Metastats is a publicly available analysis software developed by White et al. (2009). It detects differentially abundant features using t-tests and handles sparsely-sampled features via a Fisher's exact test. Significance is determined using resampling and false discovery rate procedure. This technique was designed for univariate analyses, i.e., serial tests of differences in abundance in a single taxonomic unit or feature. We modified this technique for multivariate analyses by using the number of individual features found to significantly differ as a “global” test statistic. We then used resampling described below to derive the null distribution of this “global” test statistic using the original dataset. This allowed us to assess the likelihood of observing the data generated in the resampling procedure under the assumption of no increase in abundance in the case samples. Based on this null distribution, we derived a p-value associated with each time Metastats was applied to a set of control and case samples. For example, if only 1% of statistics under the null distribution were higher than the observed test statistic, the p-value associated with the overall test equaled 0.01. Whenever the p-value was lower than 0.05, the test was considered to yield a statistically significant result. The statistical power was determined as the number of statistically significant results obtained from the 100 replications under the alternative hypothesis.
Regularized regression models are a class of linear models with a constrained sum of regression coefficients. In regularized regression, models with extreme coefficient values are penalized. This can prevent overfitting and produce a sparse model. These techniques include the popular lasso, ridge regression and elastic net methods, which are widely used in biomedical sciences (e.g., Malo et al., 2008; Li et al., 2011) to analyze high-dimensional, collinear data (Dormann et al., 2013). In addition, lasso is suitable for classification, prediction as well as variable selection purposes (Friedman et al., 2010). We fit a logistic model via penalized maximum likelihood employing a lasso, ridge regression and elastic net penalties. Ten-fold cross-validation was used to choose the lambda penalty. A quantile of the chi-square distribution associated with the difference between model and null deviance with degrees of freedom reflecting the number of nonzero coefficients in the model was used as the test statistic describing the fit of the lasso and elastic net model. Only the difference between model and null deviance was used in the case of ridge regression due to the large number of degrees of freedom.
Multiple Distance-Based Multivariate Regression (MDMR)
MDMR is rooted in linear models. It essentially seeks to predict or explain variations in a distance or dissimilarity matrix, enabling the quantification of the amount of variation contained within the matrix to predefined grouping of the variables (McArdle and Anderson, 2001; Zapala and Schork, 2012). We constructed distance matrices from the abundance profiles using Minkowski distance measure with parameters equal to 0.25, 0.5, 1 (i.e., the Manhattan distance), 2 (i.e., Euclidean distance), and 4. The pseudo-F statistic was used as the test statistic.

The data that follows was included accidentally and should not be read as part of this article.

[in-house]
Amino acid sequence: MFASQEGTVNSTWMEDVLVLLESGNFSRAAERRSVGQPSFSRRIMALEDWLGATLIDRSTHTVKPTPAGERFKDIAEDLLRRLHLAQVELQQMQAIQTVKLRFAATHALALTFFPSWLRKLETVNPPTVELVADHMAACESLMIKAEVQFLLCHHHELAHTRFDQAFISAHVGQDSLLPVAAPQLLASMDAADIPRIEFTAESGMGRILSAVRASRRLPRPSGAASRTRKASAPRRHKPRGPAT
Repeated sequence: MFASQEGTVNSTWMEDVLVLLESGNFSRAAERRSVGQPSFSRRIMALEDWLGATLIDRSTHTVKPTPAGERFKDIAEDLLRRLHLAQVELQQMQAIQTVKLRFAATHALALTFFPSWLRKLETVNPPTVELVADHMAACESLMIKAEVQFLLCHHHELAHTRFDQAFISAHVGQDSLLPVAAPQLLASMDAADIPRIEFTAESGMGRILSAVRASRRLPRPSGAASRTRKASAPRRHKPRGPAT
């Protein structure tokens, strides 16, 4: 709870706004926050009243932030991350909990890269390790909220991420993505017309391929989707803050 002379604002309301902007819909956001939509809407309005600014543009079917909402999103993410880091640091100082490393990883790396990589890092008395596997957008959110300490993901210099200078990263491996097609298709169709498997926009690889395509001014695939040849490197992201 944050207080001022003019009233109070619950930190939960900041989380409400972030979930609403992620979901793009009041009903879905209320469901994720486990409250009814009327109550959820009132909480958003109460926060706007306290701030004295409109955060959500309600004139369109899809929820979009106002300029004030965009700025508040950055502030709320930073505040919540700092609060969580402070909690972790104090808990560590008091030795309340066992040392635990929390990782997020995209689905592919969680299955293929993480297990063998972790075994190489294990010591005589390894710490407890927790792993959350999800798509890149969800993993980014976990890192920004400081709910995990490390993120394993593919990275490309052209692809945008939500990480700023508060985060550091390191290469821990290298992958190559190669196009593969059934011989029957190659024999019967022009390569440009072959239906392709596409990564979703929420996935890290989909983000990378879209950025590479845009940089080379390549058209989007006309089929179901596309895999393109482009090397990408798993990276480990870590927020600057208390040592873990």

Principal Component Regression (PCR)
Principal components are projections of observed data in the vector space formed by othogonal eigenvectors. Multi-dimensional datasets are often analyzed using a subset of principal components associated with the largest eigenvalues. This approach reduces the dimensionality of the original data, while retaining maximum variance. Comparative metagenomic studies often use principal component analysis and other related ordination techniques to reduce the dimensionality of the data and to visualize information based on some measure of the samples' dissimilarity (e.g., Ramette, 2007; Brulc et al., 2009; Willner et al., 2009; Kuczynski et al., 2010). Many such tools exist (e.g., Caporaso et al., 2010; Goll et al., 2010; Lingner et al., 2011; Arndt et al., 2012). However, principal component analysis can also be combined with linear modeling to carry out a logistic regression analysis with case/control grouping as the response variable, and a set of suitable eigenvectors as predictors (Chatterjee and Price, 1981; Draper and Smith, 1981). PCR can be used to reduce the high dimensionality of the data while at the same time statistically test hypotheses regarding the samples' grouping into predefined sets. In addition to including all principal components of the abundance matrix in the linear model, we also tested models with 5, 10, and 50 top principal components. Coefficient of multiple determination (R2) was estimated using ten-fold crossvalidation and used as a test statistic describing the overall model fit (Mevik and Cederkvist, 2004).
Partial Least Squares Regression (PLSR)
A technique related to principal components regression is PLSR, which prioritizes principal components in the model that covary with the response rather than their variance as is the case in PCR (Wold et al., 1969; Garthwaite, 1994). Similar to PCR, we included all principal components in the linear model, as well as sets of 5, 10, and 50 top principal components. Thus, in PLSR, different sets of components were included in the regression model compared to PCR. Coefficient of multiple determination (R2) was estimated using ten-fold crossvalidation and used as a test statistic describing the overall model fit (Mevik and Cederkvist, 2004).